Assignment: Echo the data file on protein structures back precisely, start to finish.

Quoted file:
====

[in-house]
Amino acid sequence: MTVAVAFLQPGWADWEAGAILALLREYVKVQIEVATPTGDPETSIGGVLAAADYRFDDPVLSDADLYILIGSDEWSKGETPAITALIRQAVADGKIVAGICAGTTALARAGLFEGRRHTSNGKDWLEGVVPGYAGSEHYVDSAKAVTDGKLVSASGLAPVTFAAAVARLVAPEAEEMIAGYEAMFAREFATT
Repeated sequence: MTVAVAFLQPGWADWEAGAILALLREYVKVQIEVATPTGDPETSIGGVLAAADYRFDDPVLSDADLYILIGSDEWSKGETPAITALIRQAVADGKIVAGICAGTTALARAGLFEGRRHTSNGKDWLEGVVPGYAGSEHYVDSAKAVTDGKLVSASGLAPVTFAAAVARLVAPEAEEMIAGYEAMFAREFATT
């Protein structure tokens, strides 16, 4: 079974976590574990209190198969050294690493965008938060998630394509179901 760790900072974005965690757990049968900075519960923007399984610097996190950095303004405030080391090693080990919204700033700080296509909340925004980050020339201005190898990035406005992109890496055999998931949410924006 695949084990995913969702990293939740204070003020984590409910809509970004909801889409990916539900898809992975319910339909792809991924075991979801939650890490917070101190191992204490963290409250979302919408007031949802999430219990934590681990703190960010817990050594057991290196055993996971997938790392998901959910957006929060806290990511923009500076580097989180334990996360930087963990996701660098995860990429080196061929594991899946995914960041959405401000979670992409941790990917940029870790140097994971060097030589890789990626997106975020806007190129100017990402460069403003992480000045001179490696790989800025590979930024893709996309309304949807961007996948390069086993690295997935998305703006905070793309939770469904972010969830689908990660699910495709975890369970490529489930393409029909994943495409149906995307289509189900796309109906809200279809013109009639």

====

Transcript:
[in-house]
Amino acid sequence: MTVAVAFLQPGWADWEAGAILALLREYVKVQIEVATPTGDPETSIGGVLAAADYRFDDPVLSDADLYILIGSDEWSKGETPAITALIRQAVADGKIVAGICAGTTALARAGLFEGRRHTSNGKDWLEGVVPGYAGSEHYVDSAKAVTDGKLVSASGLAPVTFAAAVARLVAPEAEEMIAGYEAMFAREFATT
Repeated sequence: MTVAVAFLQPGWADWEAGAILALLREYVKVQIEVATPTGDPETSIGGVLAAADYRFDDPVLSDADLYILIGSDEWSKGETPAITALIRQAVADGKIVAGICAGTTALARAGLFEGRRHTSNGKDWLEGVVPGYAGSEHYVDSAKAVTDGKLVSASGLAPVTFAAAVARLVAPEAEEMIAGYEAMFAREFATT
């Protein structure tokens, strides 16, 4: 079974976590574990209190198969050294690493965008938060998630394509179901 760790900072974005965690757990049968900075519960923007399984610097996190950095303004405030080391090693080990919204700033700080296509909340925004980050020339201005190898990035406005992109890496055999998931949410924006 695949084990995913969702990293939740204070003020984590409910809509970004909801889409990916539900898809992975319910339909792809991924075991979801939650890490917070101190191992204490963290409250979302919408007031949802999430219990934590681990703190960010817990050594057991290196055993996971997938790392998901959910957006929060806290990511923009500076580097989180334990996360930087963990996701660098995860990429080196061929594991899946995914960041959405401000979670992409941790990917940029870790140097994971060097030589890789990626997106975020806007190129100017990402460069403003992480000045001179490696790989800025590979930024893709996309309304949807961007996948390069086993690295997935998305703006905070793309939770469904972010969830689908990660699910495709975890369970490529489930393409029909994943495409149906995307289509189900796309109906809200279809013109009639």